This paper reports the results of a ‘probabilistic dictator game’ experiment in which subjects were given an option to share chances to win a prize with a dummy player. Using a within-subject design we manipulated two aspects of the decision, the relative cost of sharing and the nature of the lottery: the draws were either independent for the two players (‘noncompetitive’ condition) or one’s success meant other’s failure (‘competitive’ condition). We also asked for decisions in a standard, non-probabilistic, setting. The main results can be summarized as follows: first, a substantial fraction of subjects do share chances to win, also in the competitive treatments, thus showing concern for the other player that cannot be explained by outcome-based models. Second, subjects share less in the competitive treatment than in other treatments, indicating that procedural fairness alone cannot explain the data. Overall, these results suggest that models aiming at generalizing social concerns to risky environments will have to rely on a mix of distributive and procedural fairness.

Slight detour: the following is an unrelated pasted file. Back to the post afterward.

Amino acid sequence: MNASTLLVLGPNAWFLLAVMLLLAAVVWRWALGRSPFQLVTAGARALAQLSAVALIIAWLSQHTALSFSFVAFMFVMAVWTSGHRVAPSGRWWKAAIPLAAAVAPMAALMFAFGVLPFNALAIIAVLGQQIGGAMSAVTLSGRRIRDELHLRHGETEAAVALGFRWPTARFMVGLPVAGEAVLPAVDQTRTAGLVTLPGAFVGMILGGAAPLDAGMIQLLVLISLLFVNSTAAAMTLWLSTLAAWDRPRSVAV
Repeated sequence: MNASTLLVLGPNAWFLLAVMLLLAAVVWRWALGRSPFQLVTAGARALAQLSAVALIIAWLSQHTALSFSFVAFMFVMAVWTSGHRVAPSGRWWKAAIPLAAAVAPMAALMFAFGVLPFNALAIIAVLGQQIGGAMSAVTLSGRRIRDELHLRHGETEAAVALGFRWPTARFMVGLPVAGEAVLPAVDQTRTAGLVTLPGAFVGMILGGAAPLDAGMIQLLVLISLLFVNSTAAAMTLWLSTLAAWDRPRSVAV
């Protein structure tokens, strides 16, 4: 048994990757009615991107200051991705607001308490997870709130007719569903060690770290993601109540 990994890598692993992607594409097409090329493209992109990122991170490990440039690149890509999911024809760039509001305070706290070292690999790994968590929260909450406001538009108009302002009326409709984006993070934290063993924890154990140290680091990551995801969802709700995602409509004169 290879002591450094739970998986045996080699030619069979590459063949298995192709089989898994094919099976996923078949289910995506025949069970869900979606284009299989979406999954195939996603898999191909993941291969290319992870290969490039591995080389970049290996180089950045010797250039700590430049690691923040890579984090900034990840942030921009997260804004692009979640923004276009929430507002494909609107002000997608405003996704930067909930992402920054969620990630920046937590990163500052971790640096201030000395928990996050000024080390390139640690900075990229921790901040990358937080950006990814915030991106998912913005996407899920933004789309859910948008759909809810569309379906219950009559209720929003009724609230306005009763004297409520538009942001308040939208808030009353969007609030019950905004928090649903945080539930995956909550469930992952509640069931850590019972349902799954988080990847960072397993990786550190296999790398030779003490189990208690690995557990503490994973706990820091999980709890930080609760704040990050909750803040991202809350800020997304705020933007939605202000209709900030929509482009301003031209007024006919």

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Krawczyk, M., Le Lec, F. ‘Give me a chance!’ An experiment in social decision under risk. Exp Econ 13, 500–511 (2010). https://doi.org/10.1007/s10683-010-9253-5
- Social preferences
- Other-regarding preferences
- Inequity aversion
- Social concern
- Social preferences under risk
- Procedural fairness